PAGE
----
To break it down, here’s how I’ve been doing over the course the past two and half months. In October, which was my first month with UT, I garnered a total of 50,044 views for 11 articles. In November, that went up to 171,852 views for 26 articles. And for the month of December, I received 225,577 views for 23 articles. That represents a 343% increase from Oct-Nov, and a 76% increase over last month. Numbers like this make me happy!
What Percent of Earth is Water?
John Dalton’s Atomic Model
Planets Could Travel Along with Rogue ‘Hypervelocity’ Stars, Spreading Life Throughout the Universe
The Inner Planets of Our Solar System
Meteorite May Contain Proof of Life on Mars, Researchers Say
10 Facts About the Milky Way
Earth May Have Lost Some Primoridial Atmosphere to Meteors
The Science of Heat Transfer: What Is Conduction?
Solar System History: How Was the Earth Formed?
How Strong is the Gravity on Mars?
A Universe of 10 Dimensions
NASA’s RoboSimian And Surrogate Robots
What Causes Day and Night?
Just in Time for the Holidays – Galactic Encounter Puts on Stunning Display
What is the Average Surface Temperature of the Planets in our Solar System?
SpaceX Continues to Expand Facilities, Workforce in Quest for Space
Compromises Lead to Climate Change Deal
Meteoric Evidence Suggests Mars May Have a Subsurface Reservoir
The Milky Way’s New Neighbor May Tell Us Things About the Universe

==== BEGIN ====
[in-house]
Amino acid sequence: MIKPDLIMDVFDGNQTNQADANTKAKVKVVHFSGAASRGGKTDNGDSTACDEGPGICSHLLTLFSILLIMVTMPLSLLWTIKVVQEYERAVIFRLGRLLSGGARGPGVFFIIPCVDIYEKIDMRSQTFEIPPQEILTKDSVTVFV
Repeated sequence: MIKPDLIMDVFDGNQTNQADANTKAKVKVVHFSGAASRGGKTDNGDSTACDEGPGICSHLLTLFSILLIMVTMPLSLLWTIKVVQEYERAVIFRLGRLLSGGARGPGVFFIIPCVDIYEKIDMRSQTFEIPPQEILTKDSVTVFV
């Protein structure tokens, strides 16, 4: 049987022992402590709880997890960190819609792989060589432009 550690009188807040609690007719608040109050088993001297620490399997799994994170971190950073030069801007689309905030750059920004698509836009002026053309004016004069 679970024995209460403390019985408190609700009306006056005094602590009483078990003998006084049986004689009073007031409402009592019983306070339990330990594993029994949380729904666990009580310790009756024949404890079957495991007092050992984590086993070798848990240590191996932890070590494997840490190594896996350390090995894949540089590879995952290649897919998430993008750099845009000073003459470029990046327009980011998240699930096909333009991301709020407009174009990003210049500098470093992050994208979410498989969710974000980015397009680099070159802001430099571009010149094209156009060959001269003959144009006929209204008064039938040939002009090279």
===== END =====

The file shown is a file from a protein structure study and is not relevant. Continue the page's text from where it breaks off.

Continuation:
What is the Average Surface Temperature on Venus?
Elon Musk’s Hyperloop Might Become A Reality After All
Student Team Wants to Terraform Mars Using Cyanobacteria
Making the Trip to Mars Cheaper and Easier: The Case for Ballistic Capture
If there is one goal I’d like to set for the new year, its to turn some of that readership towards this here site, the sister site HeroX, and possibly towards some book sales as well. Those numbers have been comparatively pitiful lately, and I don’t think it would be too crass of me to hope for some additional readership in the New Year.
And here’s hoping the New Year proves to be a lucrative, fun and interesting time for my fellow bloggers and indie writers too (not necessarily in that order). What projects do you all have for 2015? What resolutions (if any) have you made?
Hey folks! As is customary on the tenth of every new month, the folks over at Universe Today do an official tally of all the articles published by their authors for the previous month. And it seems that November was a pretty good one for me, even though it wasn’t exactly much of a competition. This is only my second month working for UT, and I began almost halfway through the month of October so I published way fewer articles.
Still, going from 50,444 to 171,852 is pretty good! That’s a threefold increase, and then some. The full list appears below, along with the date of publication. If any of these sound interesting, just go click on the Articles at Universe Today link under Pages on the right there.